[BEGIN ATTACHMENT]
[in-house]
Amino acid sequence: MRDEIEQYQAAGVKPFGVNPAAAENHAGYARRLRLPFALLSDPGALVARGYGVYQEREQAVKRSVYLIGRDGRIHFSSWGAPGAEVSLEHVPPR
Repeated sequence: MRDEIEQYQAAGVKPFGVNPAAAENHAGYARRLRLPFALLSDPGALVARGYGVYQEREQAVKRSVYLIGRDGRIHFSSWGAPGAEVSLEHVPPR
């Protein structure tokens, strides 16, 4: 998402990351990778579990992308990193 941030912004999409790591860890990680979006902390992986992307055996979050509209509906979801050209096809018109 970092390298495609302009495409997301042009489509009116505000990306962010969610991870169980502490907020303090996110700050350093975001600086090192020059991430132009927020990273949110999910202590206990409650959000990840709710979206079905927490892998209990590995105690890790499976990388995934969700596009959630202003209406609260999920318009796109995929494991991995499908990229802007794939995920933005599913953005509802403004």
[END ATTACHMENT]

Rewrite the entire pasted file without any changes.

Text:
[in-house]
Amino acid sequence: MRDEIEQYQAAGVKPFGVNPAAAENHAGYARRLRLPFALLSDPGALVARGYGVYQEREQAVKRSVYLIGRDGRIHFSSWGAPGAEVSLEHVPPR
Repeated sequence: MRDEIEQYQAAGVKPFGVNPAAAENHAGYARRLRLPFALLSDPGALVARGYGVYQEREQAVKRSVYLIGRDGRIHFSSWGAPGAEVSLEHVPPR
């Protein structure tokens, strides 16, 4: 998402990351990778579990992308990193 941030912004999409790591860890990680979006902390992986992307055996979050509209509906979801050209096809018109 970092390298495609302009495409997301042009489509009116505000990306962010969610991870169980502490907020303090996110700050350093975001600086090192020059991430132009927020990273949110999910202590206990409650959000990840709710979206079905927490892998209990590995105690890790499976990388995934969700596009959630202003209406609260999920318009796109995929494991991995499908990229802007794939995920933005599913953005509802403004």